the vertical cuts first, close up to the gauge lines and on the waste-wood side of them.
Cut both shoulders. From a piece of hardwood the same thickness as the tenon cut
two wedges a little longer than the tenon. Fit the joint and glue both mortice and tenon.
Glue wedges and drive in with blows on each alternately.
CORNER OR HAUNCHED MORTICE AND TENON JOINT (Fig. 2). In this joint
the tenon does not go through the morticed piece ; mortice and tenon are cut to
about three-quarters of width of material. The tenon is cut two-thirds the width of
the material but has a shoulder or " haunch " left on it of \ H or |" depending upon the
size of the material. Cut the tenon as described above, then make the haunch. Fit
and glue joint, then put screw through as in Fig. 2.
DOVETAIL HALVING JOINT (Fig. 3). Mark out " tail " on end of one piece as
in Fig. 3. The angle suggested is 1:7. See small sketch, Fig. 3. This angle varies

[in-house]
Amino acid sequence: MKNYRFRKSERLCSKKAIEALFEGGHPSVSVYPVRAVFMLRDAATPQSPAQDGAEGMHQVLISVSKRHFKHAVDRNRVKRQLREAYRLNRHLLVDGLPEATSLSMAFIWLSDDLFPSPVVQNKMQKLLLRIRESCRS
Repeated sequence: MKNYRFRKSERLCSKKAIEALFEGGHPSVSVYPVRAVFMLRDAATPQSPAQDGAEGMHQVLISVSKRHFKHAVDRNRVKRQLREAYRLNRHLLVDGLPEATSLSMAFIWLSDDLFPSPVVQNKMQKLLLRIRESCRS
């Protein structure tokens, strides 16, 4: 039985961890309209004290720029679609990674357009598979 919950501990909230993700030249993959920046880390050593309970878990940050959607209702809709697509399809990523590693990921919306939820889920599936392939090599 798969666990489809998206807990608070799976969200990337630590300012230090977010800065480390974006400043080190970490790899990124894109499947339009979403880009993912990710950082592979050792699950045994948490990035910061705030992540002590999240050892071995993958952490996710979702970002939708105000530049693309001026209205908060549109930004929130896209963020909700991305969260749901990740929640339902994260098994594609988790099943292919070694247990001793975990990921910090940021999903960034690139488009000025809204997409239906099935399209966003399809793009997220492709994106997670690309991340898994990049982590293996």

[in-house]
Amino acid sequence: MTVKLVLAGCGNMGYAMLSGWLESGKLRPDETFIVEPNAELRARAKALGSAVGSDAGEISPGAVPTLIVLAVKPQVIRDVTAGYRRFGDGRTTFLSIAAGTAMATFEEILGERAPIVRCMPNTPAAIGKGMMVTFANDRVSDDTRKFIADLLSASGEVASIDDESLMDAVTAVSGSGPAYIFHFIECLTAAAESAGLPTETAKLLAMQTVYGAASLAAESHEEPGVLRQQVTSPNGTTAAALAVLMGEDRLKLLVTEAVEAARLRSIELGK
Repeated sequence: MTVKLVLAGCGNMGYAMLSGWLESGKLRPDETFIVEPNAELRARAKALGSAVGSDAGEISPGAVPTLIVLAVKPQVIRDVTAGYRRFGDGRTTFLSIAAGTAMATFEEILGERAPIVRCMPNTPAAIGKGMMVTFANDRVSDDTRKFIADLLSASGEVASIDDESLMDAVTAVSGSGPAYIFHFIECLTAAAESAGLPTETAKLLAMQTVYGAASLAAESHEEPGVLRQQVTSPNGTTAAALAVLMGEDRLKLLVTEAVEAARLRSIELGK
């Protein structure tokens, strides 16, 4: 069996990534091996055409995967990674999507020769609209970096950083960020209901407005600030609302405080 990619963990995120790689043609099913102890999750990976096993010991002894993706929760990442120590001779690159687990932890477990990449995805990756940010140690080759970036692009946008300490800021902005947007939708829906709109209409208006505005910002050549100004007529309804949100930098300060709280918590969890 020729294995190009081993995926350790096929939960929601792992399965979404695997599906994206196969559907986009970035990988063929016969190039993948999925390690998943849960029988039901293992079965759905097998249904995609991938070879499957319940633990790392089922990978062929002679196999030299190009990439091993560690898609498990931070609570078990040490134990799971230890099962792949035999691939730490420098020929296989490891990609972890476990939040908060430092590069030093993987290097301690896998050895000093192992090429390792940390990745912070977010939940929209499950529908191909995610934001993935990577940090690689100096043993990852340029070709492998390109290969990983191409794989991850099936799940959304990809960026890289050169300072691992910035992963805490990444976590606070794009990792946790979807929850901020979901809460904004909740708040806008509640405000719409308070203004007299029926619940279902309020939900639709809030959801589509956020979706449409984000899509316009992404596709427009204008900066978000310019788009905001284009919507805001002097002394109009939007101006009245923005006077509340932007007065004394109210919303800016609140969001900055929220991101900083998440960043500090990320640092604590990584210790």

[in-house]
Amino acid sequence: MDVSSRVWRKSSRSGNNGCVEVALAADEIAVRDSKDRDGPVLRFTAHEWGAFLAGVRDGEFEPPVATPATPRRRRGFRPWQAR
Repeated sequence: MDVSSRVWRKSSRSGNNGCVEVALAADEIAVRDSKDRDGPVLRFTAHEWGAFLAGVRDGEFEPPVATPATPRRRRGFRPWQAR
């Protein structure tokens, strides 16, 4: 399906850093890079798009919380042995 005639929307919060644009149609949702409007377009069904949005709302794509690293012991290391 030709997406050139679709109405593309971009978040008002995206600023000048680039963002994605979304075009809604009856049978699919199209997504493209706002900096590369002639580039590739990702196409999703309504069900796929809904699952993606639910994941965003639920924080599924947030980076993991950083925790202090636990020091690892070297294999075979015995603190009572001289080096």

between I : 6 for soft wood and I : 8 for hardwood. First make the vertical saw-cuts
and then the shoulder cuts. Place tail in position on second piece and mark with pencil.
Cut and remove waste as with Cross Halving joint.
COMMON DOVETAIL JOINT (Fig. 4). Square ends of pieces and mark out " pins."
The amount of waste should equal the amount of timber left in the pins. Cut and clean
out the waste and, with an awl or fine pencil, mark out the sockets. When sawing the
sockets it is essential to keep the saw close to the line and on the waste-wood side of it.
A sketch is given for making a handy template in wood or brass for the quick marking
out of dovetails.
TONGUE AND GROOVE JOINT (Fig. 5). Mark out both pieces with cut lines as
in Fig. 5. Saw, chisel, and fit joint and when completed glue and nail together.